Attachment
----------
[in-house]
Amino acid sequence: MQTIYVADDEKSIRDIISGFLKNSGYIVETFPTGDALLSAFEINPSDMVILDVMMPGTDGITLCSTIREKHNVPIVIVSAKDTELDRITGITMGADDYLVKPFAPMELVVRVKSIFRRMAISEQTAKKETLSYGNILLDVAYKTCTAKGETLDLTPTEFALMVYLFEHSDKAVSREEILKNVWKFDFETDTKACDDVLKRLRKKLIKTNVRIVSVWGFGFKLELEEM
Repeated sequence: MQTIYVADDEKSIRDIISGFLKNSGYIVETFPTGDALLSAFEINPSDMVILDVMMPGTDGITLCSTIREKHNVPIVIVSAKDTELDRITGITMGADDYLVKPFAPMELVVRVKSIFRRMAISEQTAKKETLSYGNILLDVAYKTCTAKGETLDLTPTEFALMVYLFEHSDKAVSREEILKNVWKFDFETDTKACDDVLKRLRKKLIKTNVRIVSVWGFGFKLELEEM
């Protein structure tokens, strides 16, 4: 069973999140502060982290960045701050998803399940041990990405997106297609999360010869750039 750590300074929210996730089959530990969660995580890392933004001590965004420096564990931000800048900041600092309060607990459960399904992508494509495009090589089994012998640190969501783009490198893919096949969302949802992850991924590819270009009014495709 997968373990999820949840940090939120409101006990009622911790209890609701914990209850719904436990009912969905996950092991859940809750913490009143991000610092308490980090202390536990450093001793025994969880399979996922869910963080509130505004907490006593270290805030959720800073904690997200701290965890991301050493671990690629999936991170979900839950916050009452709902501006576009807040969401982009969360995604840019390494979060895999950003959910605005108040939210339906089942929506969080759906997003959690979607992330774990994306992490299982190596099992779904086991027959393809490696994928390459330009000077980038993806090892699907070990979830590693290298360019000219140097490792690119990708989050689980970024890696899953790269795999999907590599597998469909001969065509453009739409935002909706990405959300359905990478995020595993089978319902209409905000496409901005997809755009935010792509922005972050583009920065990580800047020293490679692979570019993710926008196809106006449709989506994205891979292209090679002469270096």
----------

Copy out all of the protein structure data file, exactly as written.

[in-house]
Amino acid sequence: MQTIYVADDEKSIRDIISGFLKNSGYIVETFPTGDALLSAFEINPSDMVILDVMMPGTDGITLCSTIREKHNVPIVIVSAKDTELDRITGITMGADDYLVKPFAPMELVVRVKSIFRRMAISEQTAKKETLSYGNILLDVAYKTCTAKGETLDLTPTEFALMVYLFEHSDKAVSREEILKNVWKFDFETDTKACDDVLKRLRKKLIKTNVRIVSVWGFGFKLELEEM
Repeated sequence: MQTIYVADDEKSIRDIISGFLKNSGYIVETFPTGDALLSAFEINPSDMVILDVMMPGTDGITLCSTIREKHNVPIVIVSAKDTELDRITGITMGADDYLVKPFAPMELVVRVKSIFRRMAISEQTAKKETLSYGNILLDVAYKTCTAKGETLDLTPTEFALMVYLFEHSDKAVSREEILKNVWKFDFETDTKACDDVLKRLRKKLIKTNVRIVSVWGFGFKLELEEM
């Protein structure tokens, strides 16, 4: 069973999140502060982290960045701050998803399940041990990405997106297609999360010869750039 750590300074929210996730089959530990969660995580890392933004001590965004420096564990931000800048900041600092309060607990459960399904992508494509495009090589089994012998640190969501783009490198893919096949969302949802992850991924590819270009009014495709 997968373990999820949840940090939120409101006990009622911790209890609701914990209850719904436990009912969905996950092991859940809750913490009143991000610092308490980090202390536990450093001793025994969880399979996922869910963080509130505004907490006593270290805030959720800073904690997200701290965890991301050493671990690629999936991170979900839950916050009452709902501006576009807040969401982009969360995604840019390494979060895999950003959910605005108040939210339906089942929506969080759906997003959690979607992330774990994306992490299982190596099992779904086991027959393809490696994928390459330009000077980038993806090892699907070990979830590693290298360019000219140097490792690119990708989050689980970024890696899953790269795999999907590599597998469909001969065509453009739409935002909706990405959300359905990478995020595993089978319902209409905000496409901005997809755009935010792509922005972050583009920065990580800047020293490679692979570019993710926008196809106006449709989506994205891979292209090679002469270096």